It’s also possible to pick up a gaming laptop that won’t look out of place in a professional setting, and isn’t festooned with garish RGB lighting and overly flashy vents. Many gaming machines are now relatively sedate, and straddle the line between enthusiast devices and mobile workstations.

The biggest downside with using a gaming machine for work is that they tend to be heavier than most other machines, and their powerful components typically result in a significantly shorter battery life. If you’re only going between your home and the office, this may not be an issue, but for those who do a lot of offsite work, this may prove to be a dealbreaker.

Why are business laptops more expensive?

You may have noticed that laptops which are specifically aimed at business buyers tend to be noticeably more expensive than those which are mostly consumer-focused. Although this is partially attributable to the fact that businesses can usually afford to drop a little more cash on their purchases, there are several good reasons why business laptops are more expensive.

For one thing, they’ll often come with AMD Ryzen Pro or Intel vPro chips. These special professional-grade components don’t confer any additional performance advantages, but they include extra security and manageability features designed to make it easier for IT admins to manage large fleet deployments.

Business machines are also more likely to have a wider range of ports and connectivity options, as many offices still rely on older connections like HDMI or even VGA for connecting to projectors and other peripherals. Other additional features like biometric security and better access to internal components for the purposes of repair and upgrade are a more common sight on business devices, too.

How long do business laptops last?

Another factor in why business laptops tend to command higher price tags is that they last longer than personal machines. The manufacturer’s warranty will generally cover a standard consumer laptop for a year, but business machines often come with a three year warranty.

Even beyond that, the typical device refresh cycle for most companies tends to be around five years - which means that business laptops will need to last for at least that long with no major problems in order to avoid unhappy customers. In fact, some companies can sweat their laptops for as much as ten years before replacing them - although they may upgrade certain components such as storage and RAM every so often.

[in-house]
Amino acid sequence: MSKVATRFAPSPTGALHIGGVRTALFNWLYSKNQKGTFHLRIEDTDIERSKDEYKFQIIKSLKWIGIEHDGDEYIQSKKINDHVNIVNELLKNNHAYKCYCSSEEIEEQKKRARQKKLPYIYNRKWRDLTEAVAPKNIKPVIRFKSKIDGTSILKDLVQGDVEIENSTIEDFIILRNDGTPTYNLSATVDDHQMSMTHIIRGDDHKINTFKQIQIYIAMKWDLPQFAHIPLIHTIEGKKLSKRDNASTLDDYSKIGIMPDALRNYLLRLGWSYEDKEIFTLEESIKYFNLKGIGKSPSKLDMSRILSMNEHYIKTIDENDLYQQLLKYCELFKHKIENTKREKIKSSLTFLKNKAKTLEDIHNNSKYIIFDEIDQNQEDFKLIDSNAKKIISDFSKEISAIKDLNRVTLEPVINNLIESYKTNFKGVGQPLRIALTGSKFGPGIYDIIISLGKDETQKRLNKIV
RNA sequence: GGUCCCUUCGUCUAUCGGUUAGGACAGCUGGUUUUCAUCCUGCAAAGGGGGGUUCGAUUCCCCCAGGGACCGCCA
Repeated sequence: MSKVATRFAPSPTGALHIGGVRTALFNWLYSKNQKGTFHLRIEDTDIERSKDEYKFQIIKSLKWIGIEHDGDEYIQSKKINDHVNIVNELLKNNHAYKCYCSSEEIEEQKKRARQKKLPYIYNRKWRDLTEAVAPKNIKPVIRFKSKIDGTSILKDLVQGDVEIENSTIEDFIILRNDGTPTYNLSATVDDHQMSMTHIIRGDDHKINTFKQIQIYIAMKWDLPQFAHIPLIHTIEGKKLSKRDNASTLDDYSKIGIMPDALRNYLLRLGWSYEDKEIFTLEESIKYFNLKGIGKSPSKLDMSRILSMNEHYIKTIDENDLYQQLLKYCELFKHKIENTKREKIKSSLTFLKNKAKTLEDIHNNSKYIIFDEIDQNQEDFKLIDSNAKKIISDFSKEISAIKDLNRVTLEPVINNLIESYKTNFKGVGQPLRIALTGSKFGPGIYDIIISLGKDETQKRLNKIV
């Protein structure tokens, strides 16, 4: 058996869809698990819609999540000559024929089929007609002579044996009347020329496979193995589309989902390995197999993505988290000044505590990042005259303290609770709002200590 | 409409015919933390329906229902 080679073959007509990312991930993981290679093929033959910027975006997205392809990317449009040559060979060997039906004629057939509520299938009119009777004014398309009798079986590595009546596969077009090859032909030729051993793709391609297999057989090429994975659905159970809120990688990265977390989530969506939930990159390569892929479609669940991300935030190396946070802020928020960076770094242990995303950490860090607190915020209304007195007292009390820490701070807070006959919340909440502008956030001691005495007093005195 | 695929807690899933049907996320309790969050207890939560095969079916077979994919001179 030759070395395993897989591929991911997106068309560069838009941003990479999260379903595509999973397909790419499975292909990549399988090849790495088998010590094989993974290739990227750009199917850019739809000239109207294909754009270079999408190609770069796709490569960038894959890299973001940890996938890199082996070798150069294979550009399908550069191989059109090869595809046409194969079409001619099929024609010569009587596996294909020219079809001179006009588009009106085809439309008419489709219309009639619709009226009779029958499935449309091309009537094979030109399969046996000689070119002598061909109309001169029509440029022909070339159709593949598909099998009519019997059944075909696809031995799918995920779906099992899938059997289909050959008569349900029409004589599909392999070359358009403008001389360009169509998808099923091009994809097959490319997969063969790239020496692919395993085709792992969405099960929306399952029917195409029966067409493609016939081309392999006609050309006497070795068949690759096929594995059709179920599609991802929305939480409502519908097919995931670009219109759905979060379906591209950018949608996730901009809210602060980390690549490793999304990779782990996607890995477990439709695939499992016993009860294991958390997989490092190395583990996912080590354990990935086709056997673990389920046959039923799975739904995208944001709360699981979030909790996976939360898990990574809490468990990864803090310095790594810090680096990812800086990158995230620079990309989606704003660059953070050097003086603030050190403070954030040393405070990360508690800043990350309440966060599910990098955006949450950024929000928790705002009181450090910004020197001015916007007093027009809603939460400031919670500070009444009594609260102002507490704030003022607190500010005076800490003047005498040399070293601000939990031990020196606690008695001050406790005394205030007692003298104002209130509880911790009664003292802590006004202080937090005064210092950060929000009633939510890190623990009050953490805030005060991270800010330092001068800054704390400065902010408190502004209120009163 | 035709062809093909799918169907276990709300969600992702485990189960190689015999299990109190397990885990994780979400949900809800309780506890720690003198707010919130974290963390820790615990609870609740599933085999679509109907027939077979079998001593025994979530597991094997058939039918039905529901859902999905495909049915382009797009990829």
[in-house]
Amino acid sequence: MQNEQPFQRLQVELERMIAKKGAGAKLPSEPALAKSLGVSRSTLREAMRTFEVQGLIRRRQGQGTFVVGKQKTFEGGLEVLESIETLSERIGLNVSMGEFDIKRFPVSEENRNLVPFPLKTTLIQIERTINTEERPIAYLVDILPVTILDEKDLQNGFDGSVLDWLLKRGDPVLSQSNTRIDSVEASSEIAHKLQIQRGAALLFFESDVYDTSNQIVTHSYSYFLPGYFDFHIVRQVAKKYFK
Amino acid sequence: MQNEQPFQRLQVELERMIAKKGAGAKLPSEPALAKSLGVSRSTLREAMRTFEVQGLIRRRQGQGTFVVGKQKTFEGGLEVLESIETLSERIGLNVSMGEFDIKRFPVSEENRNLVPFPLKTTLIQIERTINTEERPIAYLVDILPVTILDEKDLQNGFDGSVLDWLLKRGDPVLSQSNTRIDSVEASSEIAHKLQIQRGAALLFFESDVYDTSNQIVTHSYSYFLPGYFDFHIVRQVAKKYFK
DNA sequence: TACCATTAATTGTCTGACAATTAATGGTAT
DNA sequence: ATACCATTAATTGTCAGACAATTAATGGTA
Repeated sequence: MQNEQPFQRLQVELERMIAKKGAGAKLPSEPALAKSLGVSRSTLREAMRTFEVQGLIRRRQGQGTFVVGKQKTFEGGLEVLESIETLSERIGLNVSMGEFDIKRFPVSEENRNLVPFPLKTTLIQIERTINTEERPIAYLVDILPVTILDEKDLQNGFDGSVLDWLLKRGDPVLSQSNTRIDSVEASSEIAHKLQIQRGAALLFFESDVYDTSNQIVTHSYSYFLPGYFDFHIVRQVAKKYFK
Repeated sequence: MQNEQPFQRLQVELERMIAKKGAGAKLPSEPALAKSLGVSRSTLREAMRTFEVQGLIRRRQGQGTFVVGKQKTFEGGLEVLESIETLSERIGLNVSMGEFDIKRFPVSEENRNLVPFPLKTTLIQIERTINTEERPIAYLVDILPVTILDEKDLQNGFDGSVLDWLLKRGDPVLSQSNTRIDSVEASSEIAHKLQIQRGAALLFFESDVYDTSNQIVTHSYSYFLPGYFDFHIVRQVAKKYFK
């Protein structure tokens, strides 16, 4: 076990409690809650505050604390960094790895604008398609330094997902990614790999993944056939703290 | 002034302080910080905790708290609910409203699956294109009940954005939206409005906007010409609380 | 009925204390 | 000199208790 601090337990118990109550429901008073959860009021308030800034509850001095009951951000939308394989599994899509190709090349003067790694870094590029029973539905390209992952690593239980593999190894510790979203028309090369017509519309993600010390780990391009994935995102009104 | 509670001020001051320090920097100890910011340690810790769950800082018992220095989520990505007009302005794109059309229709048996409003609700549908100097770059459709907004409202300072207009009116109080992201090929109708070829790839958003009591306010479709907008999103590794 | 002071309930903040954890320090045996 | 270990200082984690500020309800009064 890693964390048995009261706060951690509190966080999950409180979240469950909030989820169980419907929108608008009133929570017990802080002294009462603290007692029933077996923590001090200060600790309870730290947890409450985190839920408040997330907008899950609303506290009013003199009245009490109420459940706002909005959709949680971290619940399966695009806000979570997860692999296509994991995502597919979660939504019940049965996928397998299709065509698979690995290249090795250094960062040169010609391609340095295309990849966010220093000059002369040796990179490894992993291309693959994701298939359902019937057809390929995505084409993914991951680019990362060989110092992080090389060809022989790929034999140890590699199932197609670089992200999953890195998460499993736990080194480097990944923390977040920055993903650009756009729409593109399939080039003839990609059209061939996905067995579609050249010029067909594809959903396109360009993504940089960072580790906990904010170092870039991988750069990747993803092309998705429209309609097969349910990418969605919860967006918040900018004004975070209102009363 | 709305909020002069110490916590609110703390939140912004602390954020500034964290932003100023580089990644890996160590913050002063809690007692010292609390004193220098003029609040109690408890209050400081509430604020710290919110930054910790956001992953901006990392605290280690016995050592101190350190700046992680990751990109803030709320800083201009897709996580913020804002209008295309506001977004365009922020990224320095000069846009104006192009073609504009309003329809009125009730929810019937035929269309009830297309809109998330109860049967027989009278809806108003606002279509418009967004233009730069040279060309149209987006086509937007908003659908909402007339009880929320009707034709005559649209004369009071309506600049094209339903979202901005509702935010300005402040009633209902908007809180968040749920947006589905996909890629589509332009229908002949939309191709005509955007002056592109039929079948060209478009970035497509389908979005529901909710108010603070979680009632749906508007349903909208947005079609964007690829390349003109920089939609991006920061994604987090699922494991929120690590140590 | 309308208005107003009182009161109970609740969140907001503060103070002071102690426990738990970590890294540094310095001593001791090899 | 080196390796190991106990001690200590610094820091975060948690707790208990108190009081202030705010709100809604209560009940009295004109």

Should I buy a convertible business laptop?

Convertible laptops allow users to seamlessly flip between tablet-style operations and the more traditional laptop form-factor. In theory, this offers increased flexibility and greater productivity, but while it can be a convenient way to display your screen for an informal presentation to colleagues, you may find its workplace utility to be somewhat limited unless you’re a big fan of taking handwritten notes or doing digital illustration.

The convertible form factor also comes with certain trade-offs. They often tend to be more expensive than regular clamshell models, and the touchscreen can sometimes get in the way when trying to reposition the display. Moreover, the touchscreen usually prevents any form of anti-glare coating from being applied to the display, which can limit its usefulness outdoors. If you’re keen on working with a stylus, then you may find that these are sacrifices worth making, but in most cases, a convertible form-factor does little to improve a business laptop’s overall appeal.

What are the best business laptops in 2024?

Dell XPS 13 PLUS

Best keyboard


CPU: Intel Core i7-1360P 10-core, 5GHz
Display: 13.4-inch 3,456 x 2,160 OLED touchscreen
Dimensions: 295 x 199 x 15.3mm
Weight: 1.26Kg

Reasons to buy

Superb OLED screen
Quality build
Innovative keyboard

Reasons to avoid

Poor webcam
Mediocre battery life

The Dell XPS 15 Plus on the ITPro background